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“Don’t worry – help is on the way.” This simple sentence must have sounded like a life preserver being thrown to a drowning person. Indeed, Dr. Frank Santamaria, administering to the needs of a patient suffering from severe difficulties with breathing, was able to provide the patient his first night’s rest in months. The next morning, not only was the patient feeling better, his wife was ecstatic with relief: “You don’t know what you’ve done! I can’t tell you the difference you made for him.” No doubt she had her first night of rest in a long time, too.
Dr. Santamaria came to Blue Cross and Blue Shield of Florida on a mission: he wants to make palliative care services available to more patients in Florida than he was able to do as a medical director at a local hospice organization. Palliative care, in its simplest form, is treatment which may alleviate pain and symptoms of a serious illness and works to improve a patient’s quality of life. Symptoms may include severe pain; constant nausea or vomiting; inability to breathe without tremendous effort; anxiety; depression or others. People who want to receive palliative care do not have to be end-stage in their illness, nor do they have to forgo additional curative care – two requirements for admission to a hospice program. Rather, palliative care can be given along with therapies such as chemotherapy as a way to manage debilitating symptoms. It helps a person live better with his condition, and gives the family more quality time with their loved one.
Dr. Santamaria explained it this way: our current health care system does a good job addressing the medical needs of people suffering from acute or chronic diseases (think a urinary tract infection or diabetes). It also has evolved in serving the needs of those towards end-of-life (think hospice programs). What is lacking in the continuum of care are services for patients in the middle: those whose quality of life is poor, and getting worse as their condition worsens, yet are not at a point where hospice is appropriate. Palliative care is meant to fill that gap.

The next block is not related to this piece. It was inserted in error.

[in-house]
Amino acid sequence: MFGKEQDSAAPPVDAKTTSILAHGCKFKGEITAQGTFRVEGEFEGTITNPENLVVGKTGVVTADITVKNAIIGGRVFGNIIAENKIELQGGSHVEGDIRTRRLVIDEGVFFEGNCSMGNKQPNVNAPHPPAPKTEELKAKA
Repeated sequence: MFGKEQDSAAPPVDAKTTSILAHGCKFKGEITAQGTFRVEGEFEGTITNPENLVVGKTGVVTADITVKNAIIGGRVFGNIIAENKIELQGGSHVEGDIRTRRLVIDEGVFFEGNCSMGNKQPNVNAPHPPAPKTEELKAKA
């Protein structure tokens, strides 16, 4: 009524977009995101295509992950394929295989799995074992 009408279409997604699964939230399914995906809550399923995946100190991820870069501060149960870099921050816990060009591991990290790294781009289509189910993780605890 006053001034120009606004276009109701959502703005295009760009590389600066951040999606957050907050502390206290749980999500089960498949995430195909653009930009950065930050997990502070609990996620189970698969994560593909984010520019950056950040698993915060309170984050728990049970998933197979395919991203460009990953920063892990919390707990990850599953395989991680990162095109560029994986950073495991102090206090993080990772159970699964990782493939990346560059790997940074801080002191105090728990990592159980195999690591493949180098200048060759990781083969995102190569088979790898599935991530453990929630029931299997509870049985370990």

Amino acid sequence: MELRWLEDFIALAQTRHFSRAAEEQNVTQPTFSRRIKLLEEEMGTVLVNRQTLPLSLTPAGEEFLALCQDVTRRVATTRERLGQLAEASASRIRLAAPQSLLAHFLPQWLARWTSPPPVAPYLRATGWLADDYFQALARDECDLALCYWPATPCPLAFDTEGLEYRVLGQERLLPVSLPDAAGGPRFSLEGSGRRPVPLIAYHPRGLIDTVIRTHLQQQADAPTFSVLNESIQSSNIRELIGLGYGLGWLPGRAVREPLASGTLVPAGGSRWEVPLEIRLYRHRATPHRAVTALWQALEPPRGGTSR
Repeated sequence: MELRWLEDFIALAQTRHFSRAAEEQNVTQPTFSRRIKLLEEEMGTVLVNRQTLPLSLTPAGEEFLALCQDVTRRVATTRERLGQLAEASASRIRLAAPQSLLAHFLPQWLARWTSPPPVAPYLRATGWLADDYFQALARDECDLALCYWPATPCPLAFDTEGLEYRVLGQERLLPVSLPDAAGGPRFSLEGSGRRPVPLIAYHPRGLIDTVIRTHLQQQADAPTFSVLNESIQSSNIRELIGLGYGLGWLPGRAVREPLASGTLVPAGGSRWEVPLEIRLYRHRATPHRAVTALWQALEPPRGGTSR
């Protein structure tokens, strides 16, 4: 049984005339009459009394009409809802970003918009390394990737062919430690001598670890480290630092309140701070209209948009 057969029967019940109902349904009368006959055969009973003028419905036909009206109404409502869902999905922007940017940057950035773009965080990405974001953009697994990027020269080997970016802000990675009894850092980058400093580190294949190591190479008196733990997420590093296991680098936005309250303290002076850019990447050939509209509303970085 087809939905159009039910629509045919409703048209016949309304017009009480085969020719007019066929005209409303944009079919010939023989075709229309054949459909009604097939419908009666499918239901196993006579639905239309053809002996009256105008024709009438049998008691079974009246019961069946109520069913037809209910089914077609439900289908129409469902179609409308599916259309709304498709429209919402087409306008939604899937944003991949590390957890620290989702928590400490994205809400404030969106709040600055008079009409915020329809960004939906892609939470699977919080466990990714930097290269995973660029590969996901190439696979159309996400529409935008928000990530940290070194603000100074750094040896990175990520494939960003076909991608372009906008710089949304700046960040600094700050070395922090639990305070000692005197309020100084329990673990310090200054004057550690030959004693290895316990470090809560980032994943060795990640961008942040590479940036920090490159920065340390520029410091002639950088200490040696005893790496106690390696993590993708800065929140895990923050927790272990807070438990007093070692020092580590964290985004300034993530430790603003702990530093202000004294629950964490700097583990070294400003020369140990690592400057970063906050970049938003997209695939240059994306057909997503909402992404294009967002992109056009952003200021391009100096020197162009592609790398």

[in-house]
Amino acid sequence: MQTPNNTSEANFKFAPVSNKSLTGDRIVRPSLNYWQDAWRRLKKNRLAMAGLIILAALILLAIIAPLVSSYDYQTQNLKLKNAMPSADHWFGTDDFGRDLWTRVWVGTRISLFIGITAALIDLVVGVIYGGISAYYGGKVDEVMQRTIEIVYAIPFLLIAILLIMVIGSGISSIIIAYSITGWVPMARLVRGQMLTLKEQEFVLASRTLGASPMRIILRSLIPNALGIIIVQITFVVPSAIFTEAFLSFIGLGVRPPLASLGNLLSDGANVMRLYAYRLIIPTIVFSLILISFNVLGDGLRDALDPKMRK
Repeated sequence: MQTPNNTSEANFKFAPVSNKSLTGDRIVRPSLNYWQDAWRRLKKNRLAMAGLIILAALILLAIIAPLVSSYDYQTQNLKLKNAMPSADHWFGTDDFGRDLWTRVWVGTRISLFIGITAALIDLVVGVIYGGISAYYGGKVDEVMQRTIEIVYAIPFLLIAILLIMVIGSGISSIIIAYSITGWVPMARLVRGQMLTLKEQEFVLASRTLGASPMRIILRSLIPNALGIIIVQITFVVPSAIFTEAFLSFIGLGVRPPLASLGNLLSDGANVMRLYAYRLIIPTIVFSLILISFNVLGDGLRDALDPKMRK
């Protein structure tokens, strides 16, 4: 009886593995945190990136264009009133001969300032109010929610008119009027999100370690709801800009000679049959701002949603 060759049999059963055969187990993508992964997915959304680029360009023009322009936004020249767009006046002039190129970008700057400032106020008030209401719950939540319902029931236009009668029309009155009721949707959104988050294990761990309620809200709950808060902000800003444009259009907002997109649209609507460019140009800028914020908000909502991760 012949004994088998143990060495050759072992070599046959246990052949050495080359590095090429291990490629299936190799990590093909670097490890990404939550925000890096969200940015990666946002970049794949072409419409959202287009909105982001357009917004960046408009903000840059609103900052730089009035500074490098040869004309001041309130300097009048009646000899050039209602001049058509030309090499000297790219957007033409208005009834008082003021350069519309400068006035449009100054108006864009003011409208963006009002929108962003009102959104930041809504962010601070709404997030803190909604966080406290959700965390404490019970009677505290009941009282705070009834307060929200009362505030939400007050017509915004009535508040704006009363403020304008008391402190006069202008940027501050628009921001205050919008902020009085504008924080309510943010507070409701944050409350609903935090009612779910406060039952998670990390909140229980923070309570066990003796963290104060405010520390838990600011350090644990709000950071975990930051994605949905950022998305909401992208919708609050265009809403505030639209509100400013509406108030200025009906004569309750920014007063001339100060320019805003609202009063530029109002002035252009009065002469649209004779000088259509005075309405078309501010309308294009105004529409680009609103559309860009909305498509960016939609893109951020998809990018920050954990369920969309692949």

Blue Cross and Blue Shield of Florida is now piloting HopeBlue, a comprehensive palliative care program for members offered through Chapters Health Palliative Care. HopeBlue is available first in Hillsborough County. It will extend into Hardee, Highlands and Polk counties over successive months. Eventually, the intent is to make it available to our members statewide. BCBSF nurse case managers assisting members in those counties will help identify patients who are eligible to participate and who might benefit from the program. Members can then voluntarily elect to join the pilot – at no additional cost to them.
Why participate? Dr. Santamaria gives another compelling example: he was able to assist a man living with chronic obstructive pulmonary disease (COPD) who found it daunting even to talk on the phone or walk to his mailbox because of his severe shortness of breath. “His quality of life was very poor. [After palliative treatment,] the man can now walk to the mailbox, and can speak more than just a few words at a time on the phone. He’s no longer quite as impaired [by his symptoms.] The man says his quality of life is three times what it was.”
Want to know more about HopeBlue? Call our nurse case managers at 1-800-955-5692, option 4. November is also National Hospice and Palliative Care Month
. Read more about how palliative care can make a difference when it’s needed the most.
We’d like to know what you think. If you have questions about palliative care in general, or the HopeBlue program, write them here and we’ll be sure to respond back with information from our medical team.